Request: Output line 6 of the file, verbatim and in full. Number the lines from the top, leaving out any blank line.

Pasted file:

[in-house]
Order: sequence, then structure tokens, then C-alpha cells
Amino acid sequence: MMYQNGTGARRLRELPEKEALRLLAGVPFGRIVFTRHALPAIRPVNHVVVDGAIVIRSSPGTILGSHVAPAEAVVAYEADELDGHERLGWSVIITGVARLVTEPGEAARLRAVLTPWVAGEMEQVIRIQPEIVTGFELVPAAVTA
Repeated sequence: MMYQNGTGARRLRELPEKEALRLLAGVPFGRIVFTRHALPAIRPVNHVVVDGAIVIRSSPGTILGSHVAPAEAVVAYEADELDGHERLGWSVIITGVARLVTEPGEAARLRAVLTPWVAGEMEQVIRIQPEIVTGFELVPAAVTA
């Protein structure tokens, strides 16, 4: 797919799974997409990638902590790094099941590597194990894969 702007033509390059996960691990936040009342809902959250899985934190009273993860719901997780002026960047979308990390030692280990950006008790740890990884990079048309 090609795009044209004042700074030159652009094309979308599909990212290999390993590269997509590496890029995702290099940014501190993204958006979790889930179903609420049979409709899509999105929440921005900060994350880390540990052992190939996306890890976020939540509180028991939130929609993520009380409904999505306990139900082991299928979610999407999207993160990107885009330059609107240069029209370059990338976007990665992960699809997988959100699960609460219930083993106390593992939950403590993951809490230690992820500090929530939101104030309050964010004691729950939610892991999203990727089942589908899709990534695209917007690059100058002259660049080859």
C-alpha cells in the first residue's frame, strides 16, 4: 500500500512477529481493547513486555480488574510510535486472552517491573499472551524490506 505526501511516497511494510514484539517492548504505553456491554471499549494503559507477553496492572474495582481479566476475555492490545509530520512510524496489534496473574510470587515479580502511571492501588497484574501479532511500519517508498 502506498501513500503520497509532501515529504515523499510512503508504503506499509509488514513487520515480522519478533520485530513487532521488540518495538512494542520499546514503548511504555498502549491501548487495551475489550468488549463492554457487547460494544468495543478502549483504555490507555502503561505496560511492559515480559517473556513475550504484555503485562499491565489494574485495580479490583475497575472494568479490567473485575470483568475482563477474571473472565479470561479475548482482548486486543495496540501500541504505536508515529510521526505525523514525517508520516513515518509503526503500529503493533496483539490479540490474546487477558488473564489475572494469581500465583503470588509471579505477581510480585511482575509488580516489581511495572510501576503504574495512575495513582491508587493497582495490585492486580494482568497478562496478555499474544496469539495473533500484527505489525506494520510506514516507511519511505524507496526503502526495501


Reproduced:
C-alpha cells in the first residue's frame, strides 16, 4: 500500500512477529481493547513486555480488574510510535486472552517491573499472551524490506 505526501511516497511494510514484539517492548504505553456491554471499549494503559507477553496492572474495582481479566476475555492490545509530520512510524496489534496473574510470587515479580502511571492501588497484574501479532511500519517508498 502506498501513500503520497509532501515529504515523499510512503508504503506499509509488514513487520515480522519478533520485530513487532521488540518495538512494542520499546514503548511504555498502549491501548487495551475489550468488549463492554457487547460494544468495543478502549483504555490507555502503561505496560511492559515480559517473556513475550504484555503485562499491565489494574485495580479490583475497575472494568479490567473485575470483568475482563477474571473472565479470561479475548482482548486486543495496540501500541504505536508515529510521526505525523514525517508520516513515518509503526503500529503493533496483539490479540490474546487477558488473564489475572494469581500465583503470588509471579505477581510480585511482575509488580516489581511495572510501576503504574495512575495513582491508587493497582495490585492486580494482568497478562496478555499474544496469539495473533500484527505489525506494520510506514516507511519511505524507496526503502526495501